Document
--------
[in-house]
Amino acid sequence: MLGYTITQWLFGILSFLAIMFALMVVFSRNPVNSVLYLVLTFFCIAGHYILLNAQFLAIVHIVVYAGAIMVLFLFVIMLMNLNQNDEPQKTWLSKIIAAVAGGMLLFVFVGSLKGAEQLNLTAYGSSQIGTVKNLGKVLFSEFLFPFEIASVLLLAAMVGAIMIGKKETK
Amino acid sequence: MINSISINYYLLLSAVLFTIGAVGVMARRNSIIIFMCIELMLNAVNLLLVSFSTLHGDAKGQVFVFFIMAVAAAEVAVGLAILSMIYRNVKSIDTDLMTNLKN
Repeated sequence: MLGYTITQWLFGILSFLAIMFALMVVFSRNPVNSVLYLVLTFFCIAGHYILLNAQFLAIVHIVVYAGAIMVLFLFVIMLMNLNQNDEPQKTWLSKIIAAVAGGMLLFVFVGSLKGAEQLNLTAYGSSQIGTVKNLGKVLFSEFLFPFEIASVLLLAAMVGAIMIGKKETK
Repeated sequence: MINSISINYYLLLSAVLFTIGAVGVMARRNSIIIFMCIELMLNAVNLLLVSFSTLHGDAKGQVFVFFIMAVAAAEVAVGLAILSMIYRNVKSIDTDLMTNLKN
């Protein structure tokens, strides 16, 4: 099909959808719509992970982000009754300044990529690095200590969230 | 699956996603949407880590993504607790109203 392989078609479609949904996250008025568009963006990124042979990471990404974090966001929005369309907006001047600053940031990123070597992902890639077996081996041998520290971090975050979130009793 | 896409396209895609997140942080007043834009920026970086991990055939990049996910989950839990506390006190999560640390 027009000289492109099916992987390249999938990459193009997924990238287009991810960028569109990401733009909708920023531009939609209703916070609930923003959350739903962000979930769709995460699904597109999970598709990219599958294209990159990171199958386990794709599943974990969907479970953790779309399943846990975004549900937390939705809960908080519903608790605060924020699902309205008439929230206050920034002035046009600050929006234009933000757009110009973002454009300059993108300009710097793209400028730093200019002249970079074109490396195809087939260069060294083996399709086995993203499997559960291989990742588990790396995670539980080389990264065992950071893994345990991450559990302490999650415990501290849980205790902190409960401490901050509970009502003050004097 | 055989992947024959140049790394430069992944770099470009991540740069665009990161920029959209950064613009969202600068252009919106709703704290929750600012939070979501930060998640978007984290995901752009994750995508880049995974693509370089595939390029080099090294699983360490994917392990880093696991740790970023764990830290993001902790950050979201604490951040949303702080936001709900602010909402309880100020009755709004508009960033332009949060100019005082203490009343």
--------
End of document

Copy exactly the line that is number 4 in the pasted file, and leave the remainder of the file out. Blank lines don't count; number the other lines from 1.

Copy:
Repeated sequence: MLGYTITQWLFGILSFLAIMFALMVVFSRNPVNSVLYLVLTFFCIAGHYILLNAQFLAIVHIVVYAGAIMVLFLFVIMLMNLNQNDEPQKTWLSKIIAAVAGGMLLFVFVGSLKGAEQLNLTAYGSSQIGTVKNLGKVLFSEFLFPFEIASVLLLAAMVGAIMIGKKETK